Call for revamp of Scottish school system

One of the most senior figures in Scottish education has thrown his weight behind the idea of allowing charitable trusts and not-for-profit companies to run schools.

A senior figure in Scottish education has backed the idea of allowing charitable trusts and not-for-profit companies to run schools.

Keir Bloomer is a former leader of the Association of Directors of Education, who has also been an adviser to the Scottish government.

He thinks councils should no longer run all publicly-funded schools.

But Scottish teaching union, the EIS, warned against sweeping changes to the way schools were run.

Drew Morrice, the union's assistant secretary, said the current system was working well.

Education expert Mr Bloomer will be among a number of speakers at a conference in Edinburgh on managing Scotland's schools.

Analysis

Keir Bloomer says council control is inclined to promote stultifying bureaucracy rather than innovation and excellence.

He suggests schools might be better run by trusts or non-profit companies with more direct control for head teachers.

Cue dismissive comments from those who presently run schools (the councils) and Mr Bloomer's former colleagues in the EIS.

In essence, the argument is about accountability.

Mr Bloomer envisages a trust and head teacher answerable directly to parents and the local community.

Cosla and the EIS say accountability is better delivered via elected local authority representatives and their officials.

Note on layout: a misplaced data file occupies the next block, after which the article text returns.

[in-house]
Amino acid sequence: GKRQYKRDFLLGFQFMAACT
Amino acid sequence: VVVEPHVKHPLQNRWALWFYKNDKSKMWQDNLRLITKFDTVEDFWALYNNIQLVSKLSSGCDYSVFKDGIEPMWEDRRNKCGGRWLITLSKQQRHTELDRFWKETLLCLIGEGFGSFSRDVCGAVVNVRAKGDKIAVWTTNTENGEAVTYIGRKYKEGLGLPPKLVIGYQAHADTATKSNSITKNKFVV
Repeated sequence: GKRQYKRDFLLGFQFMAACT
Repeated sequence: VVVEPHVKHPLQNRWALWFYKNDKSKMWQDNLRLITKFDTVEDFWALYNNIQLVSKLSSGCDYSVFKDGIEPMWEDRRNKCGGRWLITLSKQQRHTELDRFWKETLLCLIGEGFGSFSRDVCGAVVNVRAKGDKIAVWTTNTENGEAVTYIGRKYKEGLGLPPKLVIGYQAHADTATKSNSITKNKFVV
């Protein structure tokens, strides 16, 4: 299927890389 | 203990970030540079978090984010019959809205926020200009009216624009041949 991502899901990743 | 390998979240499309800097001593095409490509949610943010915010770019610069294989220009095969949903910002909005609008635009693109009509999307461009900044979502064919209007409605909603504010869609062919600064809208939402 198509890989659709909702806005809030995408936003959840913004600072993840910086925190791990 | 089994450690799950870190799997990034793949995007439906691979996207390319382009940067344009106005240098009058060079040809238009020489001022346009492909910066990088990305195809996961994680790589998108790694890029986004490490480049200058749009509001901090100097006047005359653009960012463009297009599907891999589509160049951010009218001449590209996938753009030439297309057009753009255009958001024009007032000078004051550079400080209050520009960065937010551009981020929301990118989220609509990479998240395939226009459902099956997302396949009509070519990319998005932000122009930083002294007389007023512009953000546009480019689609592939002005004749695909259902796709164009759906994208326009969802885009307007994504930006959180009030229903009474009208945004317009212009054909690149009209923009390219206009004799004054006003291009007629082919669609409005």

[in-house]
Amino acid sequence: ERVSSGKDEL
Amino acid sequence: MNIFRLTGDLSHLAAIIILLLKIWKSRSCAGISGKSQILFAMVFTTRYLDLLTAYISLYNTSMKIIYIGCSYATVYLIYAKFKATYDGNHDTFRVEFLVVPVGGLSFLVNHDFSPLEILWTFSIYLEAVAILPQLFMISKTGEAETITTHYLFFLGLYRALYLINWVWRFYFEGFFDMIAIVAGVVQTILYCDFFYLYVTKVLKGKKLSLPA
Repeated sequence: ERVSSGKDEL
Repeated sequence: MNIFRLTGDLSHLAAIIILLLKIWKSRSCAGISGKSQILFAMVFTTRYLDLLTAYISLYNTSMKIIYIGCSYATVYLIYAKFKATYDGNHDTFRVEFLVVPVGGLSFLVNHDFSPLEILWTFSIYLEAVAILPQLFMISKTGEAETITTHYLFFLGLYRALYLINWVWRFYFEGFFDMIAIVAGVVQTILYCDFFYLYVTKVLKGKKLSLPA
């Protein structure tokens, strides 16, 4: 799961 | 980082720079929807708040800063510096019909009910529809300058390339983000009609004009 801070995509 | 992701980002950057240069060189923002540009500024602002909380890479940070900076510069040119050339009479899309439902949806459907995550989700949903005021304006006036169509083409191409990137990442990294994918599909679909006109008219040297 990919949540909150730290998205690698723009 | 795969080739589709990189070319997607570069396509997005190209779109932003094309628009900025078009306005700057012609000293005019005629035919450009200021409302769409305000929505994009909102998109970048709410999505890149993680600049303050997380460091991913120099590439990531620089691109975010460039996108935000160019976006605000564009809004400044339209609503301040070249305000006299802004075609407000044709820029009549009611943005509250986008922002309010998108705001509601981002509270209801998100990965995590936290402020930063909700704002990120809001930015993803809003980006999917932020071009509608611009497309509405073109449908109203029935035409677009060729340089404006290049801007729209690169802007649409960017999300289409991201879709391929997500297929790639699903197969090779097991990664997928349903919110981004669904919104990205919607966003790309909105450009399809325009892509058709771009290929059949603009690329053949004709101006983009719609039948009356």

He suggested that if schools were run by non-profit making companies or charitable trusts they would be more effective, as they would have more control over what they do and how they spend their money.

He argued that clusters of schools could become directly funded and take control of all their functions - including payroll, catering and cleaning as well as matters such as development of their curriculum.

Mr Bloomer said that after next year's election the new Scottish government should set up a commission to examine how schools are run.

He said: "Frankly education systems all round the world are falling behind the needs of children in the contemporary world and the reason for that is the way in which systems are run is unduly centralised, top-down and bureaucratic.

"What we need to do is give much more power directly to individual schools to ensure that decisions are made near to the point where they have impact."

He said he believed that when teachers were able to make direct decisions it would benefit children in the long run.

Mr Bloomer added: "I think progress is made in the modern world by releasing the creative energies of people, in this case the teacher, and the system that we have at the present moment constrains them far too much by direction from the top."

The architect of the new Curriculum for Excellence approach in Scottish schools also argued that decisions on support services, such as maintenance and catering, should be made at a more local level.

He went on to say that his suggestions were not based on a political agenda but rather a bid to empower schools to do a better job.

However, Mr Morrice said that the people who knew where the problems were in education were at both the council level and school level.

He added: "They are directors of education who have a fountain of knowledge and can deliver across the services.

"If you divide schools, how do schools deal with such things as falling school rolls and the pressures which arise from school closure situations?

"You need that level above the school to organise and structure education - you remove that at your peril."

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